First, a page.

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Being a driven, single-minded and highly successful individual, Ferruccio Lamborghini wasn’t the type to accept second best.
The bullish industrialist would no doubt have expected such progress and for his products to be competing for the adoration of the glitterati, yet it’s unlikely that he could ever have envisaged one as a family hatchback in a small Kent village.
“My husband Richard had always wanted an E-type,” recalls Lynne Bull. “Until 1977, when he saw a black Espada in St Katharine Docks.”
By chance, shortly after, he caught sight of the car he would buy, parked in the New Eltham area: “A few weeks later he saw it again, in the Crown Woods Way Service Station showroom – there were three secondhand Espadas for sale – and when he came home, he said he had to have it.”
A “decent contract” with the gas board meant business was good for heating engineer Richard, so they set about planning the funds.
“Because it was a hatchback, technically he could use it for work,” says Lynne, smiling. “The finance people didn’t know that a Lamborghini was anything special and we spread the payments over 36 months.
“It cost £9500, just a couple of years after we’d paid £10,200 for our three-bedroom semi.
“It was always the car, our everyday transport. We had no garage, so it sat outside. I used it to take the kids to school, visit the supermarket – the barriers were only a bit wider than the car – and drive to work on Fridays at the pub.
“There was a big skip at the side of the car park, and I’d tuck it in beside that. Regulars used to come in and say: ‘There’s a Lamborghini out there!’ They couldn’t believe it belonged to the barmaid.”
What a sight this Espada must have been as it competed with Allegros et al on the shopping run – there’d be no danger of the frozen food melting on the way home.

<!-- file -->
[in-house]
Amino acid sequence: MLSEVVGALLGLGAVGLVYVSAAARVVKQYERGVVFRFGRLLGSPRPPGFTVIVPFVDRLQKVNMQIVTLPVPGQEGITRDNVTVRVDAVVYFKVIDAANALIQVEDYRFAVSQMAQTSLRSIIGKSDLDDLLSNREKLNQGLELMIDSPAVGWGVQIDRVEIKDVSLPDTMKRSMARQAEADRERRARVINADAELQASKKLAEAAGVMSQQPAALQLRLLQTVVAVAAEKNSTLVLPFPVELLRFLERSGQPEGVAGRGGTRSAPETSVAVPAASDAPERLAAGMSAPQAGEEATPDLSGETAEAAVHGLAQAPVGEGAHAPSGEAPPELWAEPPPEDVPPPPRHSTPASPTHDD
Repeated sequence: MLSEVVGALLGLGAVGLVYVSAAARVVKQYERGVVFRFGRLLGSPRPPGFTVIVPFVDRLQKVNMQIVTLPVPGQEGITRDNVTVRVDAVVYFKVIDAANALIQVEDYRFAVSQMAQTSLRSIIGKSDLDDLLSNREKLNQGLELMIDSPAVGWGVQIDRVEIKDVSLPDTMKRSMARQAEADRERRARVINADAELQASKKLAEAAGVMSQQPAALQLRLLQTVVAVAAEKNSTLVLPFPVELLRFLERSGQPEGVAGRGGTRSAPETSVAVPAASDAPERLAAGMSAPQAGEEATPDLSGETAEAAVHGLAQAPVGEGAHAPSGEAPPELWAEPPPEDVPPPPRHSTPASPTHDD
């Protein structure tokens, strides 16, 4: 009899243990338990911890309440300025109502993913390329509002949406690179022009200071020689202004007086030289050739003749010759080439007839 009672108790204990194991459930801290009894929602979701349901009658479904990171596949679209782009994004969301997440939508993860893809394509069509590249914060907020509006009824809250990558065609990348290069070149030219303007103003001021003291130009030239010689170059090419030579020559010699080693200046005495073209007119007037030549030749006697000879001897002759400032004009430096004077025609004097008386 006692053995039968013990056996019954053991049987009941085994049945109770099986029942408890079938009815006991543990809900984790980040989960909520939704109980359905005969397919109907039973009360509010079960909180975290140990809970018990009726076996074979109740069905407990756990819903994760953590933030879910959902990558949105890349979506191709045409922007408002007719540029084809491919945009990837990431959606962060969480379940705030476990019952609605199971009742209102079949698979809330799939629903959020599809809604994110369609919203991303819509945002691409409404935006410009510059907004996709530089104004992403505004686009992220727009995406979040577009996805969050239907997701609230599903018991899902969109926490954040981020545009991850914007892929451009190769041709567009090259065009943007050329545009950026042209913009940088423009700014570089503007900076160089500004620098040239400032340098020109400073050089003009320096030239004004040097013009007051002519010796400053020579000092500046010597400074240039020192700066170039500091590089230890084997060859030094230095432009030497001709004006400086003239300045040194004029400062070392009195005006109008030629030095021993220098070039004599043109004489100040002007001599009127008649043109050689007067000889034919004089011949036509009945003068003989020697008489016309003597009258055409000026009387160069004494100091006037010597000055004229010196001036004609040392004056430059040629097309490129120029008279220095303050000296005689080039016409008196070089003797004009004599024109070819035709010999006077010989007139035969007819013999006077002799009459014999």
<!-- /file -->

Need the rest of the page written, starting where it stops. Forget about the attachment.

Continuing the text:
Lynne also has fond memories of popping her two boys in the back for the long blast down to Devon for family holidays, and of being there “in spectacular time”.
After her son had an accident in a work lorry, a traffic officer visited the house and spotted a photograph of the Espada.
“That’s a brown one, isn’t it?” he asked, remembers Lynne. “Richard informed him that it was one of only two in the country. ‘I’ll get the b*****d one day,’ the policeman replied.
“It turned out that he used to sit on the A2 and, by the time he radioed through to his partner, it had gone and couldn’t be caught – of course, it must have been the other brown one.”
In 1983, the silencers rusted through and, because nobody knew where to get replacement Ansa units, it was left outside – where it would stay – and they bought an Austin 1300.
Surely that must have been a comedown? “Actually, it was quite pleasant in many ways, because I could park it easily and it had four doors.”
Five years later, the Bulls moved and had the Espada transported, where it took up residence in the garage and slowly became buried.
“Quite sad, when you think about it,” says Lynne, and a far cry from the glitz of the model’s launch.
Its unveiling at the ’68 Geneva Salon certainly had the wow factor. A master of publicity, the previous year Ferruccio had used the striking Bertone-styled Marzal prototype to whet the world’s appetite.
As the first true four-seater gran turismo, the Espada demonstrated the growing versatility of engineers Gian Paolo Dallara and Giampaolo Stanzani, while meeting their master’s demand for an innovative new model.
Its punt-style chassis – similar to the Citroën DS – of sheet steel pressings, foldings and large square-tube sections, was built by Marchesi and C of Modena.